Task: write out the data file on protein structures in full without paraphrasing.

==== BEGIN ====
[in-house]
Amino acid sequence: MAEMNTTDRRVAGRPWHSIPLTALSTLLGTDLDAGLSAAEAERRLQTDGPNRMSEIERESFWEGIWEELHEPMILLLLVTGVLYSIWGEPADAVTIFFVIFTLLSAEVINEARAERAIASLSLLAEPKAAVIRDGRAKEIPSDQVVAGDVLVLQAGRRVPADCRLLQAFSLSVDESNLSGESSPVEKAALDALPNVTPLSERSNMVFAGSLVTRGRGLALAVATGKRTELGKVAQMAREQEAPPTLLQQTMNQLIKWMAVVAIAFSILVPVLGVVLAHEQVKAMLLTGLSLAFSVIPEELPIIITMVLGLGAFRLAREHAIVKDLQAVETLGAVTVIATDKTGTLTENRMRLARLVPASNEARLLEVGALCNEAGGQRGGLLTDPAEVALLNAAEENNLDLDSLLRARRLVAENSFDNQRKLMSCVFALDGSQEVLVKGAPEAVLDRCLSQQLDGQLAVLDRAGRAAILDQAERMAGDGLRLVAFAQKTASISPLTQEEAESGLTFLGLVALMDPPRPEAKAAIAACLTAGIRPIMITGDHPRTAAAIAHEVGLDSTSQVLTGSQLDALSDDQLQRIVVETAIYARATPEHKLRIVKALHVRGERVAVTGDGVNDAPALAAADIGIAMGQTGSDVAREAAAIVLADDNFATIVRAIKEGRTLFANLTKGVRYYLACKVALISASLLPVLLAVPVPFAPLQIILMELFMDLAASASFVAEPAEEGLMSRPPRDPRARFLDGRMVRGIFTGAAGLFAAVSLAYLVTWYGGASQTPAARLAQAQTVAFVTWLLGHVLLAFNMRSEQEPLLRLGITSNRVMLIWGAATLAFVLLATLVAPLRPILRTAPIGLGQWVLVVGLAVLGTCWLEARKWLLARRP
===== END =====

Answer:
[in-house]
Amino acid sequence: MAEMNTTDRRVAGRPWHSIPLTALSTLLGTDLDAGLSAAEAERRLQTDGPNRMSEIERESFWEGIWEELHEPMILLLLVTGVLYSIWGEPADAVTIFFVIFTLLSAEVINEARAERAIASLSLLAEPKAAVIRDGRAKEIPSDQVVAGDVLVLQAGRRVPADCRLLQAFSLSVDESNLSGESSPVEKAALDALPNVTPLSERSNMVFAGSLVTRGRGLALAVATGKRTELGKVAQMAREQEAPPTLLQQTMNQLIKWMAVVAIAFSILVPVLGVVLAHEQVKAMLLTGLSLAFSVIPEELPIIITMVLGLGAFRLAREHAIVKDLQAVETLGAVTVIATDKTGTLTENRMRLARLVPASNEARLLEVGALCNEAGGQRGGLLTDPAEVALLNAAEENNLDLDSLLRARRLVAENSFDNQRKLMSCVFALDGSQEVLVKGAPEAVLDRCLSQQLDGQLAVLDRAGRAAILDQAERMAGDGLRLVAFAQKTASISPLTQEEAESGLTFLGLVALMDPPRPEAKAAIAACLTAGIRPIMITGDHPRTAAAIAHEVGLDSTSQVLTGSQLDALSDDQLQRIVVETAIYARATPEHKLRIVKALHVRGERVAVTGDGVNDAPALAAADIGIAMGQTGSDVAREAAAIVLADDNFATIVRAIKEGRTLFANLTKGVRYYLACKVALISASLLPVLLAVPVPFAPLQIILMELFMDLAASASFVAEPAEEGLMSRPPRDPRARFLDGRMVRGIFTGAAGLFAAVSLAYLVTWYGGASQTPAARLAQAQTVAFVTWLLGHVLLAFNMRSEQEPLLRLGITSNRVMLIWGAATLAFVLLATLVAPLRPILRTAPIGLGQWVLVVGLAVLGTCWLEARKWLLARRP